If you’re living in central London, no doubt you know something about trying to save money. London living is not for the poverty-stricken. The rest of the country would be amazed by being able to afford a studio flat in central London.
Not only are you counting your pennies, but no doubt you’re breathing in when you walk in. All the best flat stories come out of London, from cupboards that become bedrooms to the skinniest buildings.
If you’ve found yourself in a Central London studio flat, take a look at our guide to help you make the most of it.
Top 5 Interior Decor Tips To Make Central London Studio Flats Stand Out From Crowd:
1. Store it
Sometimes, no matter what you do, you simply cannot keep all of your things in a studio flat. You might not have the space for that second chest of drawers, or there isn’t enough storage for your clothes.
A good solution to this is to put your items into self-storage. Keep everything you don’t need at the moment in your storage unit, ready to pull out, undamaged, when you need it.
Keep your winter clothes in there through the summer months, keep your keyboard or guitar in there until you have a gig, keep that second sofa you can’t fit in the studio, etc.
2. White and light are your best friends
It might be boring and done to death, but there is a reason that all rented flats and showrooms are kept painted white. Well, there are a few.
It’s an inoffensive color that won’t bother everyone, but it also reflects light the best. In a small apartment, natural light is best for making a small space feel bigger, which is in short supply in British flats.
The white paint bounces natural light around the room, making everything feel brighter, bigger, and less depressing.
3. Use vertical space
There is a lot of unused space in any given home. Those of us with space to spare will fill it with artwork, plants, etc. We speak, of course, of vertical space.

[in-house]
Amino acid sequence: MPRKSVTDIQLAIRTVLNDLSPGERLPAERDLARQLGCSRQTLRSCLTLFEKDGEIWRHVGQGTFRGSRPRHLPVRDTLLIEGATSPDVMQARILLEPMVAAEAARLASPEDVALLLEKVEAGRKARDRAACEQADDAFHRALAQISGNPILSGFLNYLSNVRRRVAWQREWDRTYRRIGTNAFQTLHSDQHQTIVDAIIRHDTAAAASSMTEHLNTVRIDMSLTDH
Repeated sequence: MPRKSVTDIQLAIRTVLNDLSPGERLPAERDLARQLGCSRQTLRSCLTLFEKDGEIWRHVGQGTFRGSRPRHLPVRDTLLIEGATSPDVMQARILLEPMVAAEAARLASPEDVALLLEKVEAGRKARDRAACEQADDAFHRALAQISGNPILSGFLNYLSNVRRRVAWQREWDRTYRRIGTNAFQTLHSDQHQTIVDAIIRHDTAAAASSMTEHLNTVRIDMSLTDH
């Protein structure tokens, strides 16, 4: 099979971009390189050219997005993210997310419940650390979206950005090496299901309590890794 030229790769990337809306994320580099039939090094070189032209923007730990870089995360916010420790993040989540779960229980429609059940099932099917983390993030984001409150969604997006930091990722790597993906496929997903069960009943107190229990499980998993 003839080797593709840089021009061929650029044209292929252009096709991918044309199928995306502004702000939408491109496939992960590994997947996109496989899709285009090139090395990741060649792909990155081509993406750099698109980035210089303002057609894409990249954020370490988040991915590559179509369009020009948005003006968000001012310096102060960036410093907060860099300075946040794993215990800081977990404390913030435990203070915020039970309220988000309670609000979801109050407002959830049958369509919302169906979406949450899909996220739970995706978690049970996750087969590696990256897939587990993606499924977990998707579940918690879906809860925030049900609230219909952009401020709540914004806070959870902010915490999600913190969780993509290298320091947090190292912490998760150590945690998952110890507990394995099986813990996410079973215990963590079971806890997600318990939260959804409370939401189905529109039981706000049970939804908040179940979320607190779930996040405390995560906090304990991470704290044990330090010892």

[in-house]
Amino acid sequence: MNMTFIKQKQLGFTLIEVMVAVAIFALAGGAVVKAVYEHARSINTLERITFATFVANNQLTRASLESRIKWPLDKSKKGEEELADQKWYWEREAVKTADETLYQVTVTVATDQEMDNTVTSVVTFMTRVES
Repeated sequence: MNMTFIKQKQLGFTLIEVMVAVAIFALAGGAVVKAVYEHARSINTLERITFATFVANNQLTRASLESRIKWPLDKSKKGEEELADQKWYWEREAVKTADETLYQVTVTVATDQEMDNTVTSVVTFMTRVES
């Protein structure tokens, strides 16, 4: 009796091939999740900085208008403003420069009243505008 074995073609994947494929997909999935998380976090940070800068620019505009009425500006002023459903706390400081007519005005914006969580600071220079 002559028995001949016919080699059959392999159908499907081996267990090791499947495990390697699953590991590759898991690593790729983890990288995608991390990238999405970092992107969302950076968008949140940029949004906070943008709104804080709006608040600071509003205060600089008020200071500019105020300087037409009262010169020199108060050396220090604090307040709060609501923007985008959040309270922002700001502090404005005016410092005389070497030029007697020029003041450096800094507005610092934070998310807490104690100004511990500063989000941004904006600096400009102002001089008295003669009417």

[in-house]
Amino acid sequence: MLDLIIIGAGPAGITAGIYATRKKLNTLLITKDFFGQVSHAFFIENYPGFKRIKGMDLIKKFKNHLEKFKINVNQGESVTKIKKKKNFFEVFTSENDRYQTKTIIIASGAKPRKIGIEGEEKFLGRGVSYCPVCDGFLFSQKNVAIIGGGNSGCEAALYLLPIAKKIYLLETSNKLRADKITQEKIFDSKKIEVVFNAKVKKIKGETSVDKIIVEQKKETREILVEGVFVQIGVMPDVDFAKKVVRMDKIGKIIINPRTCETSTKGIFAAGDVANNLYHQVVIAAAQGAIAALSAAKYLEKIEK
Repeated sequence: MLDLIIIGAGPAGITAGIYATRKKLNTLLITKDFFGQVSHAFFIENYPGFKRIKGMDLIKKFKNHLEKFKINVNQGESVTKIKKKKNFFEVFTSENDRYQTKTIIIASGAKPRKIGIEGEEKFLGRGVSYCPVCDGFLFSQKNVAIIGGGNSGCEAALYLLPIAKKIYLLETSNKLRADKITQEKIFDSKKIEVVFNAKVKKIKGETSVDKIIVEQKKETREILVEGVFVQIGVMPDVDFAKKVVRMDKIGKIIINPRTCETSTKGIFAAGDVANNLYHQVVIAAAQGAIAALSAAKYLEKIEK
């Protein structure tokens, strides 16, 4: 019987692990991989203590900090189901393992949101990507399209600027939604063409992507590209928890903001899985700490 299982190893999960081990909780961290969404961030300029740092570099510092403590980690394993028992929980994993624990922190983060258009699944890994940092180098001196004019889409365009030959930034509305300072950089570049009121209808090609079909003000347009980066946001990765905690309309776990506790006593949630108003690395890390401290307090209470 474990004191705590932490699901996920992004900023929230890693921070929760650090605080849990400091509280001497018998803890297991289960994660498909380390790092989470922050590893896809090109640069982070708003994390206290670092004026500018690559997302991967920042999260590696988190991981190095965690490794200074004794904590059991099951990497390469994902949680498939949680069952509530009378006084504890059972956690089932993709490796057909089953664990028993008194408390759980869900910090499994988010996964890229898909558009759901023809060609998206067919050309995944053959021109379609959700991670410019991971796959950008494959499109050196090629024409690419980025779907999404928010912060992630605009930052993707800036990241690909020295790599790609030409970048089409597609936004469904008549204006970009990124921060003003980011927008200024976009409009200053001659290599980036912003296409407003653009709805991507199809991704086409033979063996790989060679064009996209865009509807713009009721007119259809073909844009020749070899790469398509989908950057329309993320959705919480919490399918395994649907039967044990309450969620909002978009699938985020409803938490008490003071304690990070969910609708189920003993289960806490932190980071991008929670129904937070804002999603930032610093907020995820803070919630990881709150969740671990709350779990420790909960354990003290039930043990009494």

Unfortunately, in a studio flat, it’s important to use that space carefully. As nice as a poster would be, there are more practical ways you can use that space.
The most obvious way is with a tall cabinet. You can use tall furnishings that elongate your room and also keep all your books and games organized.
Go half and half with shelves and drawers and you’ll have some extra space for your clothing. If a full cabinet is too much, you can install shelves, although a single piece of furniture would be the renter-friendly option, rather than drilling holes in the wall.
Related: All You Need To Know About The Design Trends Colors Of 2020
4. Upgrade your bed
Along the same lines of using vertical space, you might want to rethink your bed. Bunk beds have gone through quite the transformation lately, where they’ve turned into versatile “loft beds”.
They come in doubles or kings, with stairs of various heights, rather than ladders, and offer a lot of downstairs storage.
That could be a compartment under the mattress or enough space to fit a desk or a sofa. Just don’t sit up to fast in the morning.
5. Establish boundaries
If you’re someone who needs to separate work from relaxing, you can invest in some dividers.
You might want to not think about the dirty dishes while you’re trying to watch a movie, or not love traveling from the bathroom to the bedroom after a shower having forgotten your towel.
Maybe you have a roommate and you need to establish more than physical boundaries between rooms.
There are a lot of ways you can go about this. A curtain is one way, which can be installed on your loft bed or on a ceiling railing. Another is a physical divider, which comes in a range of prices. Shop around and see what’s most practical for you.